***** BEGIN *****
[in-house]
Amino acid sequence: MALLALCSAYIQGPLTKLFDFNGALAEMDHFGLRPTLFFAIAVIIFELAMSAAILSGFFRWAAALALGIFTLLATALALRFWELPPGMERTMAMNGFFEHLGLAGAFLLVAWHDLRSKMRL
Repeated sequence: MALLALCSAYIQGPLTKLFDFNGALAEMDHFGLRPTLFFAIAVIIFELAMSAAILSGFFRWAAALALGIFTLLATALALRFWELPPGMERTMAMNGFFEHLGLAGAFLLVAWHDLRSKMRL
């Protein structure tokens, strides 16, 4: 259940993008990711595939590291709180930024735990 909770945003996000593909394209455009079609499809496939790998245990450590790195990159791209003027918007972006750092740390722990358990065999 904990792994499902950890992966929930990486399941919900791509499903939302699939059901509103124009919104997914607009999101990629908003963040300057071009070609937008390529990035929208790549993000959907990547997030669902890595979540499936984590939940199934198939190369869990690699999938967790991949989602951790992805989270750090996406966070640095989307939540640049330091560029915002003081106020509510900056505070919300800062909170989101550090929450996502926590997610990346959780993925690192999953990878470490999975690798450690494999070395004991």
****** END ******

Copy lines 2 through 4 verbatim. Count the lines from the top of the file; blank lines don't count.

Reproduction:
Amino acid sequence: MALLALCSAYIQGPLTKLFDFNGALAEMDHFGLRPTLFFAIAVIIFELAMSAAILSGFFRWAAALALGIFTLLATALALRFWELPPGMERTMAMNGFFEHLGLAGAFLLVAWHDLRSKMRL
Repeated sequence: MALLALCSAYIQGPLTKLFDFNGALAEMDHFGLRPTLFFAIAVIIFELAMSAAILSGFFRWAAALALGIFTLLATALALRFWELPPGMERTMAMNGFFEHLGLAGAFLLVAWHDLRSKMRL
């Protein structure tokens, strides 16, 4: 259940993008990711595939590291709180930024735990 909770945003996000593909394209455009079609499809496939790998245990450590790195990159791209003027918007972006750092740390722990358990065999 904990792994499902950890992966929930990486399941919900791509499903939302699939059901509103124009919104997914607009999101990629908003963040300057071009070609937008390529990035929208790549993000959907990547997030669902890595979540499936984590939940199934198939190369869990690699999938967790991949989602951790992805989270750090996406966070640095989307939540640049330091560029915002003081106020509510900056505070919300800062909170989101550090929450996502926590997610990346959780993925690192999953990878470490999975690798450690494999070395004991």